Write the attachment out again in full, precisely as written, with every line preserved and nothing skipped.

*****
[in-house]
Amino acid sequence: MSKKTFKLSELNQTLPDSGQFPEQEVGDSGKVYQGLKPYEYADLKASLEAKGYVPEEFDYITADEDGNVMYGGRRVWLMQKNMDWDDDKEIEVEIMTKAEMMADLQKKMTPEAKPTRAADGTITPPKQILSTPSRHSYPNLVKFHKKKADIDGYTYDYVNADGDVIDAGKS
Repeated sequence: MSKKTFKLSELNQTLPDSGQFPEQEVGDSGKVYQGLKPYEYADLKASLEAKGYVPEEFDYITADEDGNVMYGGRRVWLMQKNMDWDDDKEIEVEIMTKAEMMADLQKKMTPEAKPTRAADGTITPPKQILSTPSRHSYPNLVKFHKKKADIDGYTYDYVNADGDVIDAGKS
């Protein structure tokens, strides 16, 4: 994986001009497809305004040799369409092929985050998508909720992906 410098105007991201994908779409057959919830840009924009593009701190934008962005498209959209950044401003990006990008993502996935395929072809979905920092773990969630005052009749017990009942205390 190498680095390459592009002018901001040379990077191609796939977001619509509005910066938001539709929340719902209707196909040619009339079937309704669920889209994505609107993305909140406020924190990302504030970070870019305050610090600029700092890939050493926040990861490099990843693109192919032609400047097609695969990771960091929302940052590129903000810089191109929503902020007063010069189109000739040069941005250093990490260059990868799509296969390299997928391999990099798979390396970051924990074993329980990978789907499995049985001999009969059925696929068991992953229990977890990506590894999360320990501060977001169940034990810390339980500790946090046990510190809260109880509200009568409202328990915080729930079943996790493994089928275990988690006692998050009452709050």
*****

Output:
[in-house]
Amino acid sequence: MSKKTFKLSELNQTLPDSGQFPEQEVGDSGKVYQGLKPYEYADLKASLEAKGYVPEEFDYITADEDGNVMYGGRRVWLMQKNMDWDDDKEIEVEIMTKAEMMADLQKKMTPEAKPTRAADGTITPPKQILSTPSRHSYPNLVKFHKKKADIDGYTYDYVNADGDVIDAGKS
Repeated sequence: MSKKTFKLSELNQTLPDSGQFPEQEVGDSGKVYQGLKPYEYADLKASLEAKGYVPEEFDYITADEDGNVMYGGRRVWLMQKNMDWDDDKEIEVEIMTKAEMMADLQKKMTPEAKPTRAADGTITPPKQILSTPSRHSYPNLVKFHKKKADIDGYTYDYVNADGDVIDAGKS
């Protein structure tokens, strides 16, 4: 994986001009497809305004040799369409092929985050998508909720992906 410098105007991201994908779409057959919830840009924009593009701190934008962005498209959209950044401003990006990008993502996935395929072809979905920092773990969630005052009749017990009942205390 190498680095390459592009002018901001040379990077191609796939977001619509509005910066938001539709929340719902209707196909040619009339079937309704669920889209994505609107993305909140406020924190990302504030970070870019305050610090600029700092890939050493926040990861490099990843693109192919032609400047097609695969990771960091929302940052590129903000810089191109929503902020007063010069189109000739040069941005250093990490260059990868799509296969390299997928391999990099798979390396970051924990074993329980990978789907499995049985001999009969059925696929068991992953229990977890990506590894999360320990501060977001169940034990810390339980500790946090046990510190809260109880509200009568409202328990915080729930079943996790493994089928275990988690006692998050009452709050």